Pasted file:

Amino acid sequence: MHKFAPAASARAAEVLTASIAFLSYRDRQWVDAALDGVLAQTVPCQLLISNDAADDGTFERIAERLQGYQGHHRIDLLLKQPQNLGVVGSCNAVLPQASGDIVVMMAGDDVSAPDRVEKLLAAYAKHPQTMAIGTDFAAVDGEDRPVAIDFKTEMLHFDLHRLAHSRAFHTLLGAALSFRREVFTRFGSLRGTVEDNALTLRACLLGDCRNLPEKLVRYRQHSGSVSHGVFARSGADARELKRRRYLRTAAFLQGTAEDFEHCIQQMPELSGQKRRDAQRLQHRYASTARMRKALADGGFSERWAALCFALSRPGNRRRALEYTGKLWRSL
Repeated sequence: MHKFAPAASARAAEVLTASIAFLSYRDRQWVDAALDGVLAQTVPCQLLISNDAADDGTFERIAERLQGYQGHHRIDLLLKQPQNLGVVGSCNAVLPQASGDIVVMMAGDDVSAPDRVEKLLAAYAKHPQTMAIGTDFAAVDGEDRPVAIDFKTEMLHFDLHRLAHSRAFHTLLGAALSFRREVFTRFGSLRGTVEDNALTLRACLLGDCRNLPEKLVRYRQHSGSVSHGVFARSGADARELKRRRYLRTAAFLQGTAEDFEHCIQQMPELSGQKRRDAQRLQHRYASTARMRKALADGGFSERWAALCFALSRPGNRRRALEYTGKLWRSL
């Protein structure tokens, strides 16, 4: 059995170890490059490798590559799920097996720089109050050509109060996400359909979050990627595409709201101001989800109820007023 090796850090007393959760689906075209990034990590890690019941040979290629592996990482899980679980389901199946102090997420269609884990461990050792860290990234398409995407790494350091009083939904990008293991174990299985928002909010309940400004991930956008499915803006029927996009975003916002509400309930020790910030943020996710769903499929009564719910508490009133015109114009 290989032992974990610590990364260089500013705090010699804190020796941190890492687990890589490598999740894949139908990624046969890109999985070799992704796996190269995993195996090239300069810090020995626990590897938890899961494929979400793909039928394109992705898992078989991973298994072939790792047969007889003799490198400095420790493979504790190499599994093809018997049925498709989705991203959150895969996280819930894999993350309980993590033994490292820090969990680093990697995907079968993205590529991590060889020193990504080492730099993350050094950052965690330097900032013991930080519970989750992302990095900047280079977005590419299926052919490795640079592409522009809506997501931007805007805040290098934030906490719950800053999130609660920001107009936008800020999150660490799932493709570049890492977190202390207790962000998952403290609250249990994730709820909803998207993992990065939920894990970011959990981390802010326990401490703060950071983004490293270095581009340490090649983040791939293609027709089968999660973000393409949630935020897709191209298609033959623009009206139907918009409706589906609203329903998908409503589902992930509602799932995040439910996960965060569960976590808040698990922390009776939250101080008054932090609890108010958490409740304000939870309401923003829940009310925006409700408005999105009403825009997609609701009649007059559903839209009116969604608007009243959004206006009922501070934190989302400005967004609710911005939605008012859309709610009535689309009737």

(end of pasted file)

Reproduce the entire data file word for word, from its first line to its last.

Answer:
Amino acid sequence: MHKFAPAASARAAEVLTASIAFLSYRDRQWVDAALDGVLAQTVPCQLLISNDAADDGTFERIAERLQGYQGHHRIDLLLKQPQNLGVVGSCNAVLPQASGDIVVMMAGDDVSAPDRVEKLLAAYAKHPQTMAIGTDFAAVDGEDRPVAIDFKTEMLHFDLHRLAHSRAFHTLLGAALSFRREVFTRFGSLRGTVEDNALTLRACLLGDCRNLPEKLVRYRQHSGSVSHGVFARSGADARELKRRRYLRTAAFLQGTAEDFEHCIQQMPELSGQKRRDAQRLQHRYASTARMRKALADGGFSERWAALCFALSRPGNRRRALEYTGKLWRSL
Repeated sequence: MHKFAPAASARAAEVLTASIAFLSYRDRQWVDAALDGVLAQTVPCQLLISNDAADDGTFERIAERLQGYQGHHRIDLLLKQPQNLGVVGSCNAVLPQASGDIVVMMAGDDVSAPDRVEKLLAAYAKHPQTMAIGTDFAAVDGEDRPVAIDFKTEMLHFDLHRLAHSRAFHTLLGAALSFRREVFTRFGSLRGTVEDNALTLRACLLGDCRNLPEKLVRYRQHSGSVSHGVFARSGADARELKRRRYLRTAAFLQGTAEDFEHCIQQMPELSGQKRRDAQRLQHRYASTARMRKALADGGFSERWAALCFALSRPGNRRRALEYTGKLWRSL
């Protein structure tokens, strides 16, 4: 059995170890490059490798590559799920097996720089109050050509109060996400359909979050990627595409709201101001989800109820007023 090796850090007393959760689906075209990034990590890690019941040979290629592996990482899980679980389901199946102090997420269609884990461990050792860290990234398409995407790494350091009083939904990008293991174990299985928002909010309940400004991930956008499915803006029927996009975003916002509400309930020790910030943020996710769903499929009564719910508490009133015109114009 290989032992974990610590990364260089500013705090010699804190020796941190890492687990890589490598999740894949139908990624046969890109999985070799992704796996190269995993195996090239300069810090020995626990590897938890899961494929979400793909039928394109992705898992078989991973298994072939790792047969007889003799490198400095420790493979504790190499599994093809018997049925498709989705991203959150895969996280819930894999993350309980993590033994490292820090969990680093990697995907079968993205590529991590060889020193990504080492730099993350050094950052965690330097900032013991930080519970989750992302990095900047280079977005590419299926052919490795640079592409522009809506997501931007805007805040290098934030906490719950800053999130609660920001107009936008800020999150660490799932493709570049890492977190202390207790962000998952403290609250249990994730709820909803998207993992990065939920894990970011959990981390802010326990401490703060950071983004490293270095581009340490090649983040791939293609027709089968999660973000393409949630935020897709191209298609033959623009009206139907918009409706589906609203329903998908409503589902992930509602799932995040439910996960965060569960976590808040698990922390009776939250101080008054932090609890108010958490409740304000939870309401923003829940009310925006409700408005999105009403825009997609609701009649007059559903839209009116969604608007009243959004206006009922501070934190989302400005967004609710911005939605008012859309709610009535689309009737």